We’ve been following the travails of former insurance giant AIG since its sudden transformation from a corporate titan to state-run company in mid-September.

First we reported that the company was still lobbying, despite now being 80 percent government-owned.

Then we wrote about what it was lobbying for. The company was pushing legislators to back away from tighter regulations of the mortgage market – regulations designed to avoid the problems that have led to the current financial mess. The Senate then rapped the company over the knuckles for that cheekiness and told them to quit their lobbying. We also found out that AIG had been lobbying on a surprising range of issues – such as a nuclear treaty with India.

Given its determination to continue currying favor with lawmakers, we wondered what AIG was – and more importantly, still is – doing to influence Capitol Hill.

First, we checked campaign contributions that AIG employees had made following the bailout. We found that the majority went to Barack Obama. The amount was relatively small – a total of just under $19,000 up till October 15, which is the most recent data available.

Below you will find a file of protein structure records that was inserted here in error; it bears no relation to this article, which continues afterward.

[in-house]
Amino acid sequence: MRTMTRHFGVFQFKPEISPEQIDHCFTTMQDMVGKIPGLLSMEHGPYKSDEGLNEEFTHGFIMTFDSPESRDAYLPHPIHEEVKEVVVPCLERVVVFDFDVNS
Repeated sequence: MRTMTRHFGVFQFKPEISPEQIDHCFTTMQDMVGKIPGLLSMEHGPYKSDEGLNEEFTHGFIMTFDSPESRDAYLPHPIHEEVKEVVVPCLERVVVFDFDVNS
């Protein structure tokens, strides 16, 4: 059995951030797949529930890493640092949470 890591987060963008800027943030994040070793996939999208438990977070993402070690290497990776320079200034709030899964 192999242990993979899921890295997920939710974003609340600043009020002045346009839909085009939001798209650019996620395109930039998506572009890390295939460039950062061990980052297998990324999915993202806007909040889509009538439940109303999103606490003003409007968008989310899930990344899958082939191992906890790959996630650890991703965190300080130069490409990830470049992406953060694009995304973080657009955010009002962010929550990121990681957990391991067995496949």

Employees gave a paltry $250 to McCain’s campaign, which could be a sign of anything from their political affiliation to their beliefs about who is likely to win the election. (There’s no law against public employees giving political contributions, according to Fred Wertheimer of pro-democracy group Democracy 21.)

Next, we poked around to see whom their lobbyists (now former lobbyists) had been giving to.

The most recent data for that only gets us to the end of September, but we couldn’t find donations made after the bailout.

Interestingly, through 2007 and this year, AIG’s lobbyists heavily favored the Republicans over the Democrats. They gave $217,000 to Republicans, almost exactly $100,000 more than they gave to Democrats.

John McCain and his campaign were the top recipients, with almost $21,000.